A summary of Voice’s response to the Department for Education’s consultation Schools that Work for Everyone.
Article written for January 2017 Your Voice.
‘What contribution could the biggest and most successful independent schools make to the state school system?’
To varying degrees, all independent schools make positive contributions:
- every child taking up a place at a fee-paying school saves the Government about £5,000 per year… lessening the public tax bill by up to £4 billion per year;
- independent schools contribute around £270 million of VAT annually, out-weighing the estimated £100 million saved by such schools in tax concessions; and
- many independent schools provide free or subsidised access to playing fields and other facilities.
Nevertheless, private schools are far better funded than state schools, enabling them to run smaller classes and offer a wider variety of extra-curricular activities. It is very difficult for these relatively exclusive advantages to be replicated in the state sector.
‘How can the academic expertise of universities be brought to bear on our schools system…?’
There are already many ways in which universities are supporting schools, including offering holiday courses, sharing resources and encouraging pupils to apply to university.
Whilst there are already some models of good practice (for example, university technical colleges) not all universities have the capacity to sponsor schools and it would distract from their mission.
‘How should we best support existing grammars to expand?’
We have reservations about supporting this as a unilateral objective. All successful schools should be allowed to expand, regardless of category, although careful planning and monitoring would need to be in place to ensure that increased scale does not result in the loss of quintessential features upon which the success of particular schools might depend.
Sensitivity to turbulence and damage to other schools in the local area also needs to be considered, as creaming off the brightest pupils is likely to impoverish other schools in the locality, rendering them vulnerable to low aspiration, low expectations and low morale. In such cases, expanding successful (grammar) schools may work against the principle of building ‘schools that work for everyone’.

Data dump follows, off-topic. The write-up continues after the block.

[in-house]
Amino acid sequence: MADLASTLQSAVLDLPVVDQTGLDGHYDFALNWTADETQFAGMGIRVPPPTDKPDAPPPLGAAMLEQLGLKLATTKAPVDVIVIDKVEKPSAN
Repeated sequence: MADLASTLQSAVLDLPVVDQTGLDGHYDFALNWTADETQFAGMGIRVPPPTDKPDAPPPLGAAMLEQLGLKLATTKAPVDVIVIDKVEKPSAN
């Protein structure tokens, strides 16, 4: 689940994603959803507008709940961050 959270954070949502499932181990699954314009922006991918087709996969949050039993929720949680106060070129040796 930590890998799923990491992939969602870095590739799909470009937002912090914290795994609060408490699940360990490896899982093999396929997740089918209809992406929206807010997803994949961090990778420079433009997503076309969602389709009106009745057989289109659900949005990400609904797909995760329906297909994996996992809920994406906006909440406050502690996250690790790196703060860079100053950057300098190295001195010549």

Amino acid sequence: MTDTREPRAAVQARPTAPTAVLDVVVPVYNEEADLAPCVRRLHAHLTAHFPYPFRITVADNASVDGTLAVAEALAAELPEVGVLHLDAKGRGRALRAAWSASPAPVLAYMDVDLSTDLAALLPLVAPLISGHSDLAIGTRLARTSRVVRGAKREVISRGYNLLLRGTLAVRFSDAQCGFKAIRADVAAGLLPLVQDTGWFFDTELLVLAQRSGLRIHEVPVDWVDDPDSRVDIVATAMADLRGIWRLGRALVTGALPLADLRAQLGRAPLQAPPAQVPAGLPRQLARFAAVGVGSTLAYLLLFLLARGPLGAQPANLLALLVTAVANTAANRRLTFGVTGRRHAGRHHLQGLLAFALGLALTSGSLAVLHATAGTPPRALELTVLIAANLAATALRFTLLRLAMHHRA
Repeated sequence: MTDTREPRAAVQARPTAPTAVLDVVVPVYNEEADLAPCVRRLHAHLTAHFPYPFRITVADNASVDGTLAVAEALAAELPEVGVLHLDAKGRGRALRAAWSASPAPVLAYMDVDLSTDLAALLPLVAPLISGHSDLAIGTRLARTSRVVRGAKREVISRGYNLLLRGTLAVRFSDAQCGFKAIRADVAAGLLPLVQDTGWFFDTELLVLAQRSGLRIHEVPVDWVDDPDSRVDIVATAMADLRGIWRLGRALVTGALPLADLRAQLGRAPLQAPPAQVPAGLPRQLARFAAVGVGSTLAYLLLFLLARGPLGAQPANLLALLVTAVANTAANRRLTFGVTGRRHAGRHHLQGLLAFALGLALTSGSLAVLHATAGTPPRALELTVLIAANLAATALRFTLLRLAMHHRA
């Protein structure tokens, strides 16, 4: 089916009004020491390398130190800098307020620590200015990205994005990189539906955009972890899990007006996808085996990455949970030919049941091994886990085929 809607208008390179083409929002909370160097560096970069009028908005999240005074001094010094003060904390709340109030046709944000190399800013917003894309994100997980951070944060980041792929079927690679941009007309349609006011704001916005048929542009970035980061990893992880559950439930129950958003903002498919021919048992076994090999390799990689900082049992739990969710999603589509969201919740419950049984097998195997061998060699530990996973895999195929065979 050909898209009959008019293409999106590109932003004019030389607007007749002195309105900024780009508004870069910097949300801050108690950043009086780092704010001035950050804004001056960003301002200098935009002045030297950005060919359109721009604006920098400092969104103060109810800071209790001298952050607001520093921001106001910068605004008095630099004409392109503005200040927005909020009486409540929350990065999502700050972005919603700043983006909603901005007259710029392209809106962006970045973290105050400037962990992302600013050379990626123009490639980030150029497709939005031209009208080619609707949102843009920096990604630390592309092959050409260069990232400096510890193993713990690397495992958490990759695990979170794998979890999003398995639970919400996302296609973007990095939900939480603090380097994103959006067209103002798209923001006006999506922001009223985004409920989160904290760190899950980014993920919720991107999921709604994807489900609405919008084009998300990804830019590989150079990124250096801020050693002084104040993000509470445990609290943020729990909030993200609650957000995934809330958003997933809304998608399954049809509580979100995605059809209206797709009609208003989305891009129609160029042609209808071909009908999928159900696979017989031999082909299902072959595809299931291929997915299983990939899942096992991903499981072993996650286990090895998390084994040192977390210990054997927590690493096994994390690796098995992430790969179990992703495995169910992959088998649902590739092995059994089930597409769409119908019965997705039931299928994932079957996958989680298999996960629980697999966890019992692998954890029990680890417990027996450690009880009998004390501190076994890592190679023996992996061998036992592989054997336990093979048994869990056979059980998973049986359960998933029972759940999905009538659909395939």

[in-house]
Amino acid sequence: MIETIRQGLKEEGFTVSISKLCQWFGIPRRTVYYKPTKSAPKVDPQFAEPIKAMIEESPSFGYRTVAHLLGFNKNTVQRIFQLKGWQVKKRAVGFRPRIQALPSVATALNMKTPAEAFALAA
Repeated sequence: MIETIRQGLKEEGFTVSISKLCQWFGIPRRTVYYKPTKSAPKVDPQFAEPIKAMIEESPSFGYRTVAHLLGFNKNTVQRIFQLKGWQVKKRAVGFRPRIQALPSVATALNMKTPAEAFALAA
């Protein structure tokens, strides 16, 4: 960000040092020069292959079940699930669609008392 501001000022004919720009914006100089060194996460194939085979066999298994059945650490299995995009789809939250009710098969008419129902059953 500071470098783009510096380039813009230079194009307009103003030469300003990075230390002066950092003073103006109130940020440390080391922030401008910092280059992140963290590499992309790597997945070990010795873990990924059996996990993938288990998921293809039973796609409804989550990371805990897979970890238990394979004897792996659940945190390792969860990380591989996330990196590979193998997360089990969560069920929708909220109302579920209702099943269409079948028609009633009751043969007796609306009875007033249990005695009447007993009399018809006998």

‘What can we do to support the creation of either wholly or partially new selective schools?’
We would urge the utmost caution in attempting to pursue this objective. It has the potential to cause chaos within the ecology of local education systems.
We believe that striking the right balance between offering opportunities for those who show high ability and offering appropriate support to those who need it can be achieved within the current system, whether by the use of differentiation, personalised learning, additional support, streaming, setting or bilateral provision.
We would rather allow for options to remain open rather than closing them off at the age of 11.
‘How can we best ensure that new and expanding selective schools and existing non-selective schools becoming selective are located in the areas that need good school places the most?’
The current demographic growth will require many more school places to be made available over the coming years. Focusing on selection, which may benefit a minority of pupils at the cost of damaging the quality of education and life chances of the majority, is an irrelevant distraction.
Inclusion and community cohesion should be at the heart of the admissions system.
Read Voice’s response in full: www.voicetheunion.org.uk/swe.